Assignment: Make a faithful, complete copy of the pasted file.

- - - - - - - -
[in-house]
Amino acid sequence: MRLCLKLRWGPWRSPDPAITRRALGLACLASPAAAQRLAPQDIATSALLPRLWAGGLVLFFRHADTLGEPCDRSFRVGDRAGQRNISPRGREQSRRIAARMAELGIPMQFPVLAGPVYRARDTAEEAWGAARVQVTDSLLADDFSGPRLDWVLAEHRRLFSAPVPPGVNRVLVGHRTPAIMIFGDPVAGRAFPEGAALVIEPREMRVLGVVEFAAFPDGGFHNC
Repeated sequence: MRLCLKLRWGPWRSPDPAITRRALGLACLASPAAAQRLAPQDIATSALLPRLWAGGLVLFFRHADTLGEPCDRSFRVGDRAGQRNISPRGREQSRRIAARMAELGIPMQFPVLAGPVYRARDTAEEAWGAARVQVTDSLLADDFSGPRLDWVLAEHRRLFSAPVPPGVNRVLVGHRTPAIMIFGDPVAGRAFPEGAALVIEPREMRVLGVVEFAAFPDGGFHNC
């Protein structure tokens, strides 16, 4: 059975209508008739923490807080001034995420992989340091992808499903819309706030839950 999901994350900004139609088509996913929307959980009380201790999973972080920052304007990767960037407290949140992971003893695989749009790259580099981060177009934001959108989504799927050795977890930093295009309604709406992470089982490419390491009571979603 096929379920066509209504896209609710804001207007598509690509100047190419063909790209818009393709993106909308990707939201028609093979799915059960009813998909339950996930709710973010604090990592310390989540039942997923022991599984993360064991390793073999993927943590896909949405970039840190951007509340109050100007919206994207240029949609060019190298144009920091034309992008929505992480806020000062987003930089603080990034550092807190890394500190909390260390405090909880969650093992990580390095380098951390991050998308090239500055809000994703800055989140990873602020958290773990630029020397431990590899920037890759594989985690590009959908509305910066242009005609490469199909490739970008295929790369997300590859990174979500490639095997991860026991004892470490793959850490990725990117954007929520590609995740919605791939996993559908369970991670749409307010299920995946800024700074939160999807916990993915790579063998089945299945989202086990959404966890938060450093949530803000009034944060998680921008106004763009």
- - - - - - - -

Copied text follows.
[in-house]
Amino acid sequence: MRLCLKLRWGPWRSPDPAITRRALGLACLASPAAAQRLAPQDIATSALLPRLWAGGLVLFFRHADTLGEPCDRSFRVGDRAGQRNISPRGREQSRRIAARMAELGIPMQFPVLAGPVYRARDTAEEAWGAARVQVTDSLLADDFSGPRLDWVLAEHRRLFSAPVPPGVNRVLVGHRTPAIMIFGDPVAGRAFPEGAALVIEPREMRVLGVVEFAAFPDGGFHNC
Repeated sequence: MRLCLKLRWGPWRSPDPAITRRALGLACLASPAAAQRLAPQDIATSALLPRLWAGGLVLFFRHADTLGEPCDRSFRVGDRAGQRNISPRGREQSRRIAARMAELGIPMQFPVLAGPVYRARDTAEEAWGAARVQVTDSLLADDFSGPRLDWVLAEHRRLFSAPVPPGVNRVLVGHRTPAIMIFGDPVAGRAFPEGAALVIEPREMRVLGVVEFAAFPDGGFHNC
């Protein structure tokens, strides 16, 4: 059975209508008739923490807080001034995420992989340091992808499903819309706030839950 999901994350900004139609088509996913929307959980009380201790999973972080920052304007990767960037407290949140992971003893695989749009790259580099981060177009934001959108989504799927050795977890930093295009309604709406992470089982490419390491009571979603 096929379920066509209504896209609710804001207007598509690509100047190419063909790209818009393709993106909308990707939201028609093979799915059960009813998909339950996930709710973010604090990592310390989540039942997923022991599984993360064991390793073999993927943590896909949405970039840190951007509340109050100007919206994207240029949609060019190298144009920091034309992008929505992480806020000062987003930089603080990034550092807190890394500190909390260390405090909880969650093992990580390095380098951390991050998308090239500055809000994703800055989140990873602020958290773990630029020397431990590899920037890759594989985690590009959908509305910066242009005609490469199909490739970008295929790369997300590859990174979500490639095997991860026991004892470490793959850490990725990117954007929520590609995740919605791939996993559908369970991670749409307010299920995946800024700074939160999807916990993915790579063998089945299945989202086990959404966890938060450093949530803000009034944060998680921008106004763009």